Sunday, September 23, 2007

Forbidden Broadway-Special Victims Unit

‘FORBIDDEN BROADWAY’ delights at Hanna

“That was fun,” “The ‘LES MIZ’ part was hysterical,” “I didn’t get all the in-jokes but that didn’t matter, I still loved it.” Those were some of the comments I overheard as I was exiting the Hanna Theatre after the reviewer’s night of ‘FORBIDDEN BROADWAY—SPECIAL VICTIMS UNIT.”

In January of 1982, out-of-work actor Gerald Alessandrini, who needed a way to showcase his talents, assembled some musical parodies, and made them into a night club act. The result was a critical and audience praised production which morphed itself into ‘FORBIDDEN BROADWAY,’ now the Big Apple’s longest running musical comedy revue.

Alessandrini nicely skewers shows, stars, playwrights, lyricists, choreographers and producers. He has an endless supply of new material as each Broadway season proceeds through its production year. As long as Broadway exists, there is potential for more Forbiddens.

Updated regularly, ‘FORBIDDEN BROADWAY’ has had several editions, countless revisions, national and international tours, and thousands of special performances.

The show being staged in Cleveland, ‘FORBIDDEN BROADWAY—SPECIAL VICTIMS UNIT,’ is not as complete as other productions of the script. Thinking that local audiences will not have seen the latest Broadway hits, parts of the goings-on have been dropped. The result is delightful, but I wish that Alessandrini and Director/Choreographer William Selby had had a little more respect for North Coast audiences and given us the authentic material.

Alessandrini supposedly centers this reincarnation on a format of TV’s ‘LAW AND ORDER.” The idea is that heinous crimes are being perpetrated against hapless victims…those who attend the Broadway theatre by reviving old shows and keeping productions running well beyond when they should have.

As does the TV show, FB-SVU starts out with Jerry Orbach (Greg Violand) and B.D. Wong (Brian Marshall) investigating a murder. In this case it’s the gunning down of aged, cigarette-smoking Annie (Tricia Bestic), while standing center stage in her classic red dress and curly mop of hair, singing her signature tune “Tomorrow.” Well, in this case, it’s "I'm thirty years old/Tomorrow, Tomorrow.”

Unfortunately, the concept of the investigation of other crimes is never again specifically addressed as the show goes merrily along with the Special Victims Unit stars never again appearing. But, this is a review, not a well-written play, so this “minor” oversight can be forgiven.

Most of the shows that are referred to have toured Cleveland. A segment from ‘LION KING,’ in which the actors complain about the discomfort of the costumes and masks, is delightful. ‘BEAUTY AND THE BEAST,’ as well as many other Disney shows, are mocked. A fight for who is a better actress centers on the two female stars of ‘WICKED.’ Greg Violand convulses the audience in his take on ‘MONTY PYTHON.’ Violand, in great voice, also does a delightful bit mocking “THE PHANTOM OF THE OPERA.’ Brian Marshall is properly miffed because night after night he has to portray a feline, complete with flees, in ‘CATS.’ An argument between Chita Rivera (Carmen Keels) and Rita Moreno (Tricia Bestic), set to music from ‘WEST SIDE STORY,’ was an audience pleaser. A segment from ‘RENT’ also got extended laughter and applause.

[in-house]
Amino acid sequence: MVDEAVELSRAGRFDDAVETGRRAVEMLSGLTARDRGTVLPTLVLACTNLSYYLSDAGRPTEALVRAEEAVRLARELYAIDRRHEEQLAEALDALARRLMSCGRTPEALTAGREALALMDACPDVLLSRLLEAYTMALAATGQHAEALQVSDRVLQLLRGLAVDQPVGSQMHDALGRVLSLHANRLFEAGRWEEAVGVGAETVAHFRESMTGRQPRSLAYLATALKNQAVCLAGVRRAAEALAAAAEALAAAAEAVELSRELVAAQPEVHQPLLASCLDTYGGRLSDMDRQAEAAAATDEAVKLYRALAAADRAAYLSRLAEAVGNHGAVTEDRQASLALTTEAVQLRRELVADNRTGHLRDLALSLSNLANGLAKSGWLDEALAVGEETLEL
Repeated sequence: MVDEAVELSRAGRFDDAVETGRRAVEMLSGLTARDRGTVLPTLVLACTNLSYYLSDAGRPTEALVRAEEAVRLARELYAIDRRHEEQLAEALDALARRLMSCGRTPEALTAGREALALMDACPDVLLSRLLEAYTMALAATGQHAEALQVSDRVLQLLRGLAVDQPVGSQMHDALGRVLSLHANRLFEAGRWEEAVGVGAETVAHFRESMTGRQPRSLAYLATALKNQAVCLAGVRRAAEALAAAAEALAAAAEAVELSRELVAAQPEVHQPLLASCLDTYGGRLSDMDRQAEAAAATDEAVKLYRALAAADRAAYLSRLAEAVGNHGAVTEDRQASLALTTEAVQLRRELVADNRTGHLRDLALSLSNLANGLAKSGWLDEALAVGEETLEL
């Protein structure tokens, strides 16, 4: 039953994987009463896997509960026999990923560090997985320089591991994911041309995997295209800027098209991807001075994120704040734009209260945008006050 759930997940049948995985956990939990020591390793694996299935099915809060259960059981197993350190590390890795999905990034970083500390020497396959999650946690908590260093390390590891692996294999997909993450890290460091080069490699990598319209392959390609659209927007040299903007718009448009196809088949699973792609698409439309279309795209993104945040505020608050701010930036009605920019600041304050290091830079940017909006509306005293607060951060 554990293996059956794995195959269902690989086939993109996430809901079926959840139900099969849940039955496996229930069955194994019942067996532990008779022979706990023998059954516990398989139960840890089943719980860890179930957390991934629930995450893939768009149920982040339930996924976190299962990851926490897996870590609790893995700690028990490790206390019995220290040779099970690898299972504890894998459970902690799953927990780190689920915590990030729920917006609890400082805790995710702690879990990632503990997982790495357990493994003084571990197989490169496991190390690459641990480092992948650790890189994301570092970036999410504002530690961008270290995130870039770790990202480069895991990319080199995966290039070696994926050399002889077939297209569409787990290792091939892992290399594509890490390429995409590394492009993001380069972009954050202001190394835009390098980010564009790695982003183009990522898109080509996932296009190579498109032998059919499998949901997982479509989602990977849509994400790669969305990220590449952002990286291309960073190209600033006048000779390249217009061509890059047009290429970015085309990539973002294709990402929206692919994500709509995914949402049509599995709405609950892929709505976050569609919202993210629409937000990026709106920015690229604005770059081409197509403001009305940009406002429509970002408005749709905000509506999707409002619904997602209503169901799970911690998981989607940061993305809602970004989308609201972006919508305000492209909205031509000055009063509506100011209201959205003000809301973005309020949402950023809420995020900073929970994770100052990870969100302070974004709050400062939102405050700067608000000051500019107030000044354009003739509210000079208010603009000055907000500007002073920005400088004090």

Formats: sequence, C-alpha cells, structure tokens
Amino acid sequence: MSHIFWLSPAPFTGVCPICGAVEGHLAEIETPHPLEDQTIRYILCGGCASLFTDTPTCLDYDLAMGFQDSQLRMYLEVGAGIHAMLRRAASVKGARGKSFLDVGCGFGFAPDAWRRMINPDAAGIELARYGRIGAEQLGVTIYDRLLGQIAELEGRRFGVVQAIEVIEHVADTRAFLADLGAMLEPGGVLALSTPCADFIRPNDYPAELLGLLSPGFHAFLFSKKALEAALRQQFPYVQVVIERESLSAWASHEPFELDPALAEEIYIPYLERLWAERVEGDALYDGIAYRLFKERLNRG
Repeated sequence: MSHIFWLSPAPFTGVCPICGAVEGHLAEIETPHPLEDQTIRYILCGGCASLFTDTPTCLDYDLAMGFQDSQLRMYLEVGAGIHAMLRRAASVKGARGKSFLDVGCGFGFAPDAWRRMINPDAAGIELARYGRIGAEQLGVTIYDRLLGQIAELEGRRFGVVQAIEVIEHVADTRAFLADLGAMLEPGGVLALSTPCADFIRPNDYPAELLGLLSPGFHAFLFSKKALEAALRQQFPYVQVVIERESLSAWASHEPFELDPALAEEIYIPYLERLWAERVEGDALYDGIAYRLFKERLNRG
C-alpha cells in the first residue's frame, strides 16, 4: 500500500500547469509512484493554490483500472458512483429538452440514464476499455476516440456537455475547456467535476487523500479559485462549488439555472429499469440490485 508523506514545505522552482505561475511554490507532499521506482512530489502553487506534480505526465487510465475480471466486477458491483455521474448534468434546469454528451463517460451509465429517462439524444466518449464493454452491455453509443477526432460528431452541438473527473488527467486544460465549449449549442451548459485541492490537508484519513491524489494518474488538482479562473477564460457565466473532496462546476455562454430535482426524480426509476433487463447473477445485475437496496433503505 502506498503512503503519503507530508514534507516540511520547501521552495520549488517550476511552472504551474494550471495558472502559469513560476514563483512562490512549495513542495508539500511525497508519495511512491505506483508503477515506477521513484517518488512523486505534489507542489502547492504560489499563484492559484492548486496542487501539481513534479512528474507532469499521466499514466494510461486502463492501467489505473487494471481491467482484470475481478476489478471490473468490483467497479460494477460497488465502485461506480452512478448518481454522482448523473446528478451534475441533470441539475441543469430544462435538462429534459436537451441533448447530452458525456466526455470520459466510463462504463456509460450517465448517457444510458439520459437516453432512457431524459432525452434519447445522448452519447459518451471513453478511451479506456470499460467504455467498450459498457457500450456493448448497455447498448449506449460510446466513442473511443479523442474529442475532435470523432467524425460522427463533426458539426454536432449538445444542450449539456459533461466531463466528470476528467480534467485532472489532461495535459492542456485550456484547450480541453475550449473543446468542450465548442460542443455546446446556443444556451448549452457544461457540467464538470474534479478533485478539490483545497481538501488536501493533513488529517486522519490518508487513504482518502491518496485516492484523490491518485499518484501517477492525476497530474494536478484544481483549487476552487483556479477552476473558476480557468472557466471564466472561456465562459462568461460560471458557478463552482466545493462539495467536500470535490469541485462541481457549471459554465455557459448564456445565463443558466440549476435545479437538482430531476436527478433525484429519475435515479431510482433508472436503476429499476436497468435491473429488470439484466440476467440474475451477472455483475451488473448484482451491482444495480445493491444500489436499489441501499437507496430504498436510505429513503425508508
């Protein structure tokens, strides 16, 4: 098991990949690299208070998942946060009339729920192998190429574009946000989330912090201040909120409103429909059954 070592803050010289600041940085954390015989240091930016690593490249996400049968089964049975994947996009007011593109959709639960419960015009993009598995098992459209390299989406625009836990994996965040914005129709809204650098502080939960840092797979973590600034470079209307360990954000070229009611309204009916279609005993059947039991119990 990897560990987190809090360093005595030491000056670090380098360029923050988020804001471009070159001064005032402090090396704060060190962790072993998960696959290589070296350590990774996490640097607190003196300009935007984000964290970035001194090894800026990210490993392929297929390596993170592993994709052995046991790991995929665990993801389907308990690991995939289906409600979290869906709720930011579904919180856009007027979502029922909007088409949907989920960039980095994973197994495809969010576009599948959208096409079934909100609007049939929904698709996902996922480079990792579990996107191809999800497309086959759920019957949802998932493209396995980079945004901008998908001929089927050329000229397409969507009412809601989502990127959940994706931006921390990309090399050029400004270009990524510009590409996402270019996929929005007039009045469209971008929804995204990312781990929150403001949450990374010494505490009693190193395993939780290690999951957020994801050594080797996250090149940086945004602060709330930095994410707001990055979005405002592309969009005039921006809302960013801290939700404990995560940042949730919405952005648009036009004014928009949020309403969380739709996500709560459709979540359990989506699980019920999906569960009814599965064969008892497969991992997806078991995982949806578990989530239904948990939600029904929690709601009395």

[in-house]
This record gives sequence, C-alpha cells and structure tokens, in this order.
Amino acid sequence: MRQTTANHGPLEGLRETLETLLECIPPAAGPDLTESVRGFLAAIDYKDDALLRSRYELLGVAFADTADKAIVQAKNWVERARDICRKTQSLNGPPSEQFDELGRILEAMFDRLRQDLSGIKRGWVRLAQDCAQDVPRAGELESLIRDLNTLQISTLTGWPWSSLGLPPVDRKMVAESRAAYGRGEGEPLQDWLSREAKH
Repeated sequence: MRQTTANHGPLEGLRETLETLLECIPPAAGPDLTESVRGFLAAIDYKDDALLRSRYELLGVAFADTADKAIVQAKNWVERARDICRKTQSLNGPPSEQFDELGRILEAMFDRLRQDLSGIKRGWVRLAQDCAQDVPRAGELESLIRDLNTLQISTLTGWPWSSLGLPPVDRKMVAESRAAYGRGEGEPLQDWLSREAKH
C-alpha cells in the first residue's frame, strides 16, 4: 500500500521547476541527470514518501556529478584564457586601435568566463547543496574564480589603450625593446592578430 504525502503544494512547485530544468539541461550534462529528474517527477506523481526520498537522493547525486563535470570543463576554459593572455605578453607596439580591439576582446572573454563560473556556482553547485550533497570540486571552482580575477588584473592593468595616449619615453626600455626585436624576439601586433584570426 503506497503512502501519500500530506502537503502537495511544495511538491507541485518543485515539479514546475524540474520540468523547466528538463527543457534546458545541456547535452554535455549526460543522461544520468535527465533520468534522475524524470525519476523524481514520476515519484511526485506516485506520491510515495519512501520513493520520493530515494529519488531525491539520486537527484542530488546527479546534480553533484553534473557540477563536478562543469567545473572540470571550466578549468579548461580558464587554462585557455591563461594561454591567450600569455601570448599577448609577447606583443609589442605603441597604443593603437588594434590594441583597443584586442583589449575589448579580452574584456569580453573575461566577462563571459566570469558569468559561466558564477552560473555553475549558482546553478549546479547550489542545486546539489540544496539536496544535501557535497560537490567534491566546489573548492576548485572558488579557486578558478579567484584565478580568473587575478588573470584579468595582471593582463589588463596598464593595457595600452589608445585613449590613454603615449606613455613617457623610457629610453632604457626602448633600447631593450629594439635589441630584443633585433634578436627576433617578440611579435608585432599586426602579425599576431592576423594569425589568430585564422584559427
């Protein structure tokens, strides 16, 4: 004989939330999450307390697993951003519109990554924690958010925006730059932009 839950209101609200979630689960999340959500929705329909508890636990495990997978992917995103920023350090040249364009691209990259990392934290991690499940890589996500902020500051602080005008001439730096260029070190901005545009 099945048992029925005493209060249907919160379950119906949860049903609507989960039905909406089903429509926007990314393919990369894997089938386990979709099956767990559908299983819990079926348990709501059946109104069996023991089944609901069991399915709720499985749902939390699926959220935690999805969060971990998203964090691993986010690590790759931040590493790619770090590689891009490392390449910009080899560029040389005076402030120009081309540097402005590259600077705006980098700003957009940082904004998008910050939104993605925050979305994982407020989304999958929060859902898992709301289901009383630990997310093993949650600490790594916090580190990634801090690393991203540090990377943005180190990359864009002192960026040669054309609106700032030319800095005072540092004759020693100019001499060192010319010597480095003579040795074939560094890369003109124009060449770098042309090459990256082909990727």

Outstanding individual performances abounded. Violand did a fun take on ‘FIDDLER ON THE ROOF’ entitled ‘FIDDLER WITH NO JEWS’ complete with a Harvey Fierstein in drag take-off. Marshall brought forth an updated version of ‘CABARET,’ while Keels did a great Julie Andrews shtick. Bestic mocked Liza Minnelli and Ethel Merman, while Keels skewered Sarah Brightman.

The cast, composed of Cleveland performers, Tricia Bestic, Brian Marshall, and Greg Violand and New Yorker Carmen Keels is excellent. They all have fine voices and confident stage presence. Director Selby keeps the show moving swiftly along.

Often referred to as “A Cleveland treasure with at least three hands,” Marge Adler serves with wonder as the Musical Director, Pianist, and part-time performer.

Side note: It would have been helpful if the songs and/or shows were listed in the program in their order of presentation.

Capsule judgment: ‘FORBIDDEN BROAWAY-SPECIAL VICTIMS UNIT’ will be a delight for all those familiar with Broadway shows and personalities. But what about the non-theatre regulars? I asked the couple sitting next to me, who confessed that they are not “theatre people,” their views of the production. Their answer? “We loved it! We’re going to bring friends to see it.”